Yesterday we went to a birthday dinner in a Japanese restaurant. The food was delicious, the place pleasant, the Air Conditioning full ON and the room temperature close to the spring in Europe for a country with an average temperature at 28°C all year… Nothing special here.
During the dinner, we couldn’t help but pay close attention to the Japanese cooks, making sushi and sashimi for our greatest pleasure. What we remarked was not their skills (which were surely remarkable) but the small plastic object under their chin. A sort of horizontal visor.
Followed a small debate to find out what this artifact was and what its purpose was. Hygienic protection? Anti-sweat technology? Japanese fashion? Unable of finding a suitable answer for everyone, we decided to ask a waitress. She has been in this restaurant longer than we do, and she surely must have asked herself what this mysterious object was.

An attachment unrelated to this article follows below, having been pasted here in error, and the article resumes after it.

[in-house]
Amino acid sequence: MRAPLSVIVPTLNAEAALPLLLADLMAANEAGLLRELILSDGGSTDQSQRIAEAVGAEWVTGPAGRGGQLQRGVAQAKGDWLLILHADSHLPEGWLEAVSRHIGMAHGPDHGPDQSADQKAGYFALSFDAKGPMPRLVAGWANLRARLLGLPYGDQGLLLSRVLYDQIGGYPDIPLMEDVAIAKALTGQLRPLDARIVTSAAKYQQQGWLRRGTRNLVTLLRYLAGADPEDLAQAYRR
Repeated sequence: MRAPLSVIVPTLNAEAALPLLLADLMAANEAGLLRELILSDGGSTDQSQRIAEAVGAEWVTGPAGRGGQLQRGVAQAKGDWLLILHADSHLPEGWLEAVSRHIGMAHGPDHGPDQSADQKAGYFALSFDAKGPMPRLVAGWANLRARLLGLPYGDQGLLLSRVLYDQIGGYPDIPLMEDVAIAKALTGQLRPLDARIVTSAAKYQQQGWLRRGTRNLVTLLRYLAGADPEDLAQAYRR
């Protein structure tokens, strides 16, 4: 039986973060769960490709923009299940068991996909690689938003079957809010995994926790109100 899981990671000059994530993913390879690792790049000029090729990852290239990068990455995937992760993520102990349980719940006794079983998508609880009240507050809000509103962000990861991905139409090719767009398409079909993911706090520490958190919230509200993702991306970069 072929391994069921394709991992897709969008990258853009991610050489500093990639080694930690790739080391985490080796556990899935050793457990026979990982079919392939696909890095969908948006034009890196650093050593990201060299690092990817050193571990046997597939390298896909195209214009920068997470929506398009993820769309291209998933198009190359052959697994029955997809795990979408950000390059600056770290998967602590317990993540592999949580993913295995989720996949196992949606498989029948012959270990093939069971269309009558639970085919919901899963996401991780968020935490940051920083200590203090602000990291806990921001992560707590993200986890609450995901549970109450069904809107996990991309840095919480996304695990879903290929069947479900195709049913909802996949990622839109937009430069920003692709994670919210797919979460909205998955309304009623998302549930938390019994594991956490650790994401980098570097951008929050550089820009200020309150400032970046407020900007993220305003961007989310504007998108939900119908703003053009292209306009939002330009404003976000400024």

We politely ask her, she ponders for a while. Apparently this question didn’t bother her as much as we thought. She tries to find an explanation, but we can clearly see that she is not sure of what she is saying. She doesn’t seem to know more than us on the subject. But she does not want to say that she does not know.
That is the catch. I have seen this so many times here in Indonesia. While asked a question that they don’t have the answer, people will prefer answering something which “has a chance” to be right, but which has absolutely no guarantee to be, instead of honestly saying “Sorry, I don’t know”. It happens to me also.
So why are we doing that? It can be frustrating to get a “false answer” and sometimes it leads to time and/or money wasting. Are we that afraid of looking stupid and being judged? Isn’t it smarter to simply admit that we do not know? We simply cannot know everything.